Simon Goldberg did not care for South West, a harsh, desert country, so he returned to Cape Town. But Cape Town was an old, settled city going back to the seventeenth century and he had heard optimistic reports of the prospects in Rhodesia. So in 1911 at the age of forty-four, he set out for Rhodesia with Mick and in 1912 Esther, now thirty-eight, followed with six of her children.

They went to Salisbury, the capital, which had a population of about 3000 Europeans and 8000 Africans. The total population of the country was not much more than three-quarters of a million of whom the whites numbered less than 24000. The largest town was then Bulawayo with about twice the white population of Salisbury. It owed its predominance to being the headquarters of the railway system serving both Southern and Northern Rhodesia and thus being the main distribution centre.

Progress in Rhodesia at this time had not been remarkable. Hopes of a new Rand had faded, although gold and other minerals had been discovered and were being mined, but on a relatively small scale. The agricultural industry was still in its infancy; cattle were being raised, maize and other crops were being grown in fair quantities and experiments had been made in growing tobacco. There was no manufacturing industry and commercial activity was unspectacular. But the towns were taking shape, the rail pattern had been established, and the climate, apart from lower-lying areas subject to malaria and
black-water fever, was pleasant and healthy.

But most of all, Rhodesia could offer space — space to grow, to create new towns, to prospect for mineral wealth, to build a new nation. This was the lodestar which drew the Goldberg clan on to ever greater efforts during the sixty-odd which followed.

While the family settled in a large, rambling house in Victoria Street, Simon Goldberg ran a store at Norton about twenty mites from Salisbury. He loved the countryside and soon Added a 3 000-acre farm to his store. The farm was leased from the Government for a small annual rental. He had a buggy drawn by two fine mules in which he used to come to Salisbury to.visit the family, travelling at a cracking pace.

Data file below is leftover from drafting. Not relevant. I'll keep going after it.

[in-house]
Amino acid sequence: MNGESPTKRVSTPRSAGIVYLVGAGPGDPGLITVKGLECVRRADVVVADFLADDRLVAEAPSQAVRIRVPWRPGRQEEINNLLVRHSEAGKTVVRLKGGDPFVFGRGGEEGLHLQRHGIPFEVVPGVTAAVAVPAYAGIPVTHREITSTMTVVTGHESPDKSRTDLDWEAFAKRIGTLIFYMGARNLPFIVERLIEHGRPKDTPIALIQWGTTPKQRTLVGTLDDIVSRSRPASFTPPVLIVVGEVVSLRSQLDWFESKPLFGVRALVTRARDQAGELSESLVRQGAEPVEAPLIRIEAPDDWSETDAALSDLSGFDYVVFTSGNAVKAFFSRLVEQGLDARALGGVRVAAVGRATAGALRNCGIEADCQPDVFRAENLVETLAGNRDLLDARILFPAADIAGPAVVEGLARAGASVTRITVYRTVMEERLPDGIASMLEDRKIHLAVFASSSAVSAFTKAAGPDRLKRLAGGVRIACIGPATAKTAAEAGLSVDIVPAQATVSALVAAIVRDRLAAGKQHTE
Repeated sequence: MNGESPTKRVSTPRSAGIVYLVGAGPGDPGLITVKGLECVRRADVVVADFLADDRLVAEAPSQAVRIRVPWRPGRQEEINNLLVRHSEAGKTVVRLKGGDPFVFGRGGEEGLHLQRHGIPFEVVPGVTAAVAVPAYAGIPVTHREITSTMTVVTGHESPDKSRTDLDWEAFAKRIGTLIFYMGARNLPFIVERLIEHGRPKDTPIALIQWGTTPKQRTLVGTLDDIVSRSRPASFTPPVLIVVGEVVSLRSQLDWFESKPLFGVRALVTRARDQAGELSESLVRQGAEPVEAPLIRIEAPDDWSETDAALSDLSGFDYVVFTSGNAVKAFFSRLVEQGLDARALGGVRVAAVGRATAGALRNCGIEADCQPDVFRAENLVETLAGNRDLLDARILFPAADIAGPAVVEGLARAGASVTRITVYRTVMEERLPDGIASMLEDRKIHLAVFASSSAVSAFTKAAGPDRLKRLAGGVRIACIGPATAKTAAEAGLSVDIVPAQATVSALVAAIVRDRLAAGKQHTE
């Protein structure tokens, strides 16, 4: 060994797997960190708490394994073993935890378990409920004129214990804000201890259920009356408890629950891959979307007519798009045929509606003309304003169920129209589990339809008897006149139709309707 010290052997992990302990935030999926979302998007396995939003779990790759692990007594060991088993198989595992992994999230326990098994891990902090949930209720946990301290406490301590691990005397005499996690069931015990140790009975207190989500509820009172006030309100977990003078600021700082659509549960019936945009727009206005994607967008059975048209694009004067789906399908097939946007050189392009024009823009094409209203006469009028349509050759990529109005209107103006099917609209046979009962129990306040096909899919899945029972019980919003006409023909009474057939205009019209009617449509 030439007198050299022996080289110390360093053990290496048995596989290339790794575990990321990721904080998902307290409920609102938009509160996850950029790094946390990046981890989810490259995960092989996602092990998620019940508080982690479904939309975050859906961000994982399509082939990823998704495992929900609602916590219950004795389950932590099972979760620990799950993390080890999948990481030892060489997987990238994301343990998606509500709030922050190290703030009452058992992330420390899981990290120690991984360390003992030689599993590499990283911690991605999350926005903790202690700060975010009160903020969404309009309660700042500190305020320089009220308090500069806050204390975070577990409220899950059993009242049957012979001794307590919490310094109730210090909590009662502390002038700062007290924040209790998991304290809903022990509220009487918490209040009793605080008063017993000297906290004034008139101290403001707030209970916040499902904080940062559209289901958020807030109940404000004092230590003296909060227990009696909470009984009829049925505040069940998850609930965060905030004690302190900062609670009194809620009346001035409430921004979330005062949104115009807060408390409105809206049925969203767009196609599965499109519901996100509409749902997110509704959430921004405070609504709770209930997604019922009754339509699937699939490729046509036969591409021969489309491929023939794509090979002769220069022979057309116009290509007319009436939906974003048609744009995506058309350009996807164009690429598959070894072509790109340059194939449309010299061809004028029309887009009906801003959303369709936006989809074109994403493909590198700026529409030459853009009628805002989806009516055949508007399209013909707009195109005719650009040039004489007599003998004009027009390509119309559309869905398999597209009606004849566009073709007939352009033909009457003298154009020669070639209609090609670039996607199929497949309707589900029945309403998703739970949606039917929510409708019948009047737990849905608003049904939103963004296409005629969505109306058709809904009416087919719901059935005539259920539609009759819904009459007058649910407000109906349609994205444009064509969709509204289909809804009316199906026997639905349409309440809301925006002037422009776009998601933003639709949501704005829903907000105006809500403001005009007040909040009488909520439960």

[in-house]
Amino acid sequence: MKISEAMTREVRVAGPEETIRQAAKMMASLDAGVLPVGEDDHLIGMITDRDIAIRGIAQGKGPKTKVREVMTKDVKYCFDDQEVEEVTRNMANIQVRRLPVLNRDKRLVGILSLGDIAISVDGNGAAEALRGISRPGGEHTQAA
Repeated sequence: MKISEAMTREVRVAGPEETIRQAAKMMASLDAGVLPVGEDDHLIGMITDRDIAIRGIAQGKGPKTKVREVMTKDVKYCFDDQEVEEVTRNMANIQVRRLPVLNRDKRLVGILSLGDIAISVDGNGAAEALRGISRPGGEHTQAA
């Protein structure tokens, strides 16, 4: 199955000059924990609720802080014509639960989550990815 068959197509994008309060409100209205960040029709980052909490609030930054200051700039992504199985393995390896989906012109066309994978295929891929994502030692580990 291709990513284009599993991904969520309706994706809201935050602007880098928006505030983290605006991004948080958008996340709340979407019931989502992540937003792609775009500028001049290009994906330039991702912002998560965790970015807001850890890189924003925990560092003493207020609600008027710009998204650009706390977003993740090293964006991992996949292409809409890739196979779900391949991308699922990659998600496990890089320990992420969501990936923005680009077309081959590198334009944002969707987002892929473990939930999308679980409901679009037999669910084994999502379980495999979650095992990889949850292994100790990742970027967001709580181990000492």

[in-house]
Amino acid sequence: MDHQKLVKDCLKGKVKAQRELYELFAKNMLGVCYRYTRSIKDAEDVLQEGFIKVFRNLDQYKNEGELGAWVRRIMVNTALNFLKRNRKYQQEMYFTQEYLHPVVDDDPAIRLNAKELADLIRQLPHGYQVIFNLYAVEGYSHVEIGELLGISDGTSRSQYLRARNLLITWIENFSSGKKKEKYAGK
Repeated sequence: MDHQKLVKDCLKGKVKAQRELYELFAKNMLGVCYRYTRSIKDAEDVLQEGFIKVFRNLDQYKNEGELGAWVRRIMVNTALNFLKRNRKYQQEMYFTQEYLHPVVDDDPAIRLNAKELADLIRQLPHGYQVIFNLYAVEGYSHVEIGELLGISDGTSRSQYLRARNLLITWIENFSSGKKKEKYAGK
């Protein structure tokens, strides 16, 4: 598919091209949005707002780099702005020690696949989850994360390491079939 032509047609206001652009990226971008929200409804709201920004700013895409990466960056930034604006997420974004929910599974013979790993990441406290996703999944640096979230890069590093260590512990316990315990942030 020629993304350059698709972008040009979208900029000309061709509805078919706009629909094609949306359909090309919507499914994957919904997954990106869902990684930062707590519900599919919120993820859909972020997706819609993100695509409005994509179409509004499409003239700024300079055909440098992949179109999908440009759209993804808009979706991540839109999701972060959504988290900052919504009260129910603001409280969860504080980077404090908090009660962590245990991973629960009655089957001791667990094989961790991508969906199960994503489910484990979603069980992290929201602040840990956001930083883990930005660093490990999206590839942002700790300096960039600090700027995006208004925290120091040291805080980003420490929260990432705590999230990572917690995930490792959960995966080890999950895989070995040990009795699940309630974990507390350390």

Of the children, only Mick the eldest was old enough to go to work. He joined a firm of wholesale merchants and, although be was only seventeen, he soon made his mark in business as he was able and conscientious.

Life in Salisbury was simple. Most people rode bicycles or to walk to get about and there were few amusements. But if life was simple it was happy and this can in great measure be to the influence of the mother. Esther Goldberg was always the focus of the family loyalties, the archetype of the Jewish matriarch.

A woman of calm beauty and exquisite manners, she was (he final arbiter of her exuberant, enthusiastic and sometimes
strident family. For much of her life she had to live in humble dwellings although in her later years the family was able to build homes worthy her other qualities of mind and heart. But whatever the environment, whether a pioneer-type house in early Salisbury, a simple farmhouse or a mansion, wherever Esther Goldberg lived there was an aura of culture and cultivation. She enjoyed nothing more than .to preside over a well-appointed table surrounded by her large family and their friends, the personification of true hospitality.

Her influence on her family was paramount from the very beginning of their stay in Rhodesia and was responsible in no small degree for what they achieved in the years ahead.